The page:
Say Hello

A bulletin board, made by second grade teachers and students at Cranberry Elementary, teaches “hello” in other languages as part of a new “Start With Hello” program. (By Cara Andres/Student contributor)

Student contributors

“It’s a lot like the quote in ‘Lilo and Stitch.’ ‘Ohana means family. Family means nobody gets left behind or forgotten.’ We are a family, and we cannot let any of our students be left behind or forgotten,” explains Robert Horner, Cranberry Elementary School principle.

For years, teachers and administrators have been greeting students as they enter the building. Recently, they noticed that only a small portion of the students responded to their good morning welcome. This prompted the school to implement a program that will teach their students the importance of communicating with others.

The administration decided to use “Start With Hello” after it was discovered by Julie Kosker, the school counselor.

Franklin State Police Trooper Michelle McGee meets and greets a student coming into Cranberry Elementary School building Wednesday morning, helping to brighten his day. (By Brooke Whitling/Student contributor)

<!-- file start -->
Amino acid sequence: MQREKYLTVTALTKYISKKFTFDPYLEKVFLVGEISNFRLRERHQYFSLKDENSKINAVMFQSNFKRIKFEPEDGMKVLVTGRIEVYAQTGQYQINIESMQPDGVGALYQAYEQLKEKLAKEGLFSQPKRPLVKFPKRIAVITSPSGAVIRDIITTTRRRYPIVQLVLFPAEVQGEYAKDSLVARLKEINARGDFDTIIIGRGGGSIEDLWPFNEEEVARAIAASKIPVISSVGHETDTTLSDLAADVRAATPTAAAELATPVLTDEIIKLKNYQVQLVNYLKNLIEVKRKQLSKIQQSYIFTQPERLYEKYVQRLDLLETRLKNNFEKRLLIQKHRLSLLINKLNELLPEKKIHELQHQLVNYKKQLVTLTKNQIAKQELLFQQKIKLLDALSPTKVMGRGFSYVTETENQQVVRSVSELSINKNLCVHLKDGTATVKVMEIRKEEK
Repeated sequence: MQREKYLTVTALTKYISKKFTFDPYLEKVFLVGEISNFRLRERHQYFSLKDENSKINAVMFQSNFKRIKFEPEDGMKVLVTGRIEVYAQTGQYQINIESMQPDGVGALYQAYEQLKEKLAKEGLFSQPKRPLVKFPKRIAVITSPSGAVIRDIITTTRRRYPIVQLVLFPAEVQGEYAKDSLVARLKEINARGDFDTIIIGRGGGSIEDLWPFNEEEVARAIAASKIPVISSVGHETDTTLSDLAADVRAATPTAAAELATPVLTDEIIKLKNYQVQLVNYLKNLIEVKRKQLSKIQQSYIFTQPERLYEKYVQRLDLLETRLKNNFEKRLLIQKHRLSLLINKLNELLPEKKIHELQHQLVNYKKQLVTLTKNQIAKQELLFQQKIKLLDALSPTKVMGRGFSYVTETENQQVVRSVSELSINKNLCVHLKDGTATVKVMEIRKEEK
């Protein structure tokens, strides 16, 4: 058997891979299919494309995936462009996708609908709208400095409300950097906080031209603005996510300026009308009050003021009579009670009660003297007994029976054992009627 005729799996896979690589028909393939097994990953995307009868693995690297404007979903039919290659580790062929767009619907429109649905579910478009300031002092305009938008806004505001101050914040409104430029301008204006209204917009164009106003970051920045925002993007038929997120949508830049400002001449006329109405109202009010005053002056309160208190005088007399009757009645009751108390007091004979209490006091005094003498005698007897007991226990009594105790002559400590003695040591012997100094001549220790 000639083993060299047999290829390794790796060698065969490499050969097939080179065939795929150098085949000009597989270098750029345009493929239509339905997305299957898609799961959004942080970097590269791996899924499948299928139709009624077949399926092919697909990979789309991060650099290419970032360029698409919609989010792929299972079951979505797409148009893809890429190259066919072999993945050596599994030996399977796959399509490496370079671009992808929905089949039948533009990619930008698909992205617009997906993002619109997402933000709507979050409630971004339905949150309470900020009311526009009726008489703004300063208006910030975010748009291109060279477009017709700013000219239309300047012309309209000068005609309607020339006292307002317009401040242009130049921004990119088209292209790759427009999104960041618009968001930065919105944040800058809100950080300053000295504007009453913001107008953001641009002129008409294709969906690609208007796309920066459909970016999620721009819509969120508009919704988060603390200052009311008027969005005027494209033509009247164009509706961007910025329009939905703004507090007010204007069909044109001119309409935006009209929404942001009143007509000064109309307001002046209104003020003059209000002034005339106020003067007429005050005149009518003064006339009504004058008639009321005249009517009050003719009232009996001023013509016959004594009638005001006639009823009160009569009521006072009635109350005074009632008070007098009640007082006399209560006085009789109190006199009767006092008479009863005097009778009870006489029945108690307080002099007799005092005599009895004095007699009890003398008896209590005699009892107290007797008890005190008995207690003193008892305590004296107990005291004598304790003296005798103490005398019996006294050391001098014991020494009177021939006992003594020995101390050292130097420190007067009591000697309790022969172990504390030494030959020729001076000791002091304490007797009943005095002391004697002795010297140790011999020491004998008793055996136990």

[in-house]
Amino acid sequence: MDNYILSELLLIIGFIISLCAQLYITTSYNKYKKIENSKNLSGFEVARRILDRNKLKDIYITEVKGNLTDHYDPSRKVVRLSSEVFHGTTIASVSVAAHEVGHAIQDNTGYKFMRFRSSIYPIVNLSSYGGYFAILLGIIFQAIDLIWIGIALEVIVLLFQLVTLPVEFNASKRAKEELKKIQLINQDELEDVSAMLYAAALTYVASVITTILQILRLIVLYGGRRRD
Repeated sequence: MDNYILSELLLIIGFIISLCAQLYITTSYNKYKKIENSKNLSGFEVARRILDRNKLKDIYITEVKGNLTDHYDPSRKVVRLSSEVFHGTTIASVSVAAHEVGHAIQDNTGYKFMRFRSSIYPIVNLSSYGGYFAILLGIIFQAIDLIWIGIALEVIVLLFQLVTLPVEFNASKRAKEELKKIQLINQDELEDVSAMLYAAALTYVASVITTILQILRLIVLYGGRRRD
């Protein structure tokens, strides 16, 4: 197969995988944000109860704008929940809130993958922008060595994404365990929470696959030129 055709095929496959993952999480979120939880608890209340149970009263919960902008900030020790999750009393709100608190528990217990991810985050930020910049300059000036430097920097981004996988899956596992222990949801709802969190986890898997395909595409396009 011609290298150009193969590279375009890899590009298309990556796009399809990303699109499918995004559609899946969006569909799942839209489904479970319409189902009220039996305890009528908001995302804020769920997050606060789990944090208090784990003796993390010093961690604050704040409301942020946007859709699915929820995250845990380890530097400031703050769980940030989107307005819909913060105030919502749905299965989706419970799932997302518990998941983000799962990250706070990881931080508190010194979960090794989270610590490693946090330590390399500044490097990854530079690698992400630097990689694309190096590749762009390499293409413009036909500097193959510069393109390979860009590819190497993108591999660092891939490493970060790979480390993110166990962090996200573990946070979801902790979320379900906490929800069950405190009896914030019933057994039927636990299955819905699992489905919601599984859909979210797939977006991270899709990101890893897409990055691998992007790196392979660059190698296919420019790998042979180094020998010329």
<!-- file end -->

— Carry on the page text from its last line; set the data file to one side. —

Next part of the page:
“Instead of focusing on bullying, it focuses on being a good human,” Kosker mentions.

“Start With Hello” is a program designed to address social isolation. Specifically, this program focuses on how to prevent any disconnection in learning environments.

Within this project, students will be encouraged to initiate conversations with peers, teachers and family. The efforts of this program are not exclusive to the school atmosphere; however, it is asked that parents also help to encourage their children to socialize.

“We are planting a seed that the students will be able to blossom with when they are older,” states Horner.

Beginning on Monday and lasting throughout the week, there were many activities. Classes reviewed a presentation, students read poems over the loudspeaker, and volunteers came in to talk to the children.

The volunteers, as well as the teachers and students, wore yellow leis to show their support on the issue.

While this event is not becoming an everyday routine, it will be repeated several times throughout the school year. Ideally, this repetition will remind the kids to always reach out to someone in need.

If you wish to learn more about the “Start With Hello” program developed by the Sandy Hook Promise, visit the links down below:


Cara Andres, Devin Zerbe and Brooke Whitling are students at Cranberry High School and members of Cranberry Chronicles, the school’s journalism/publications class.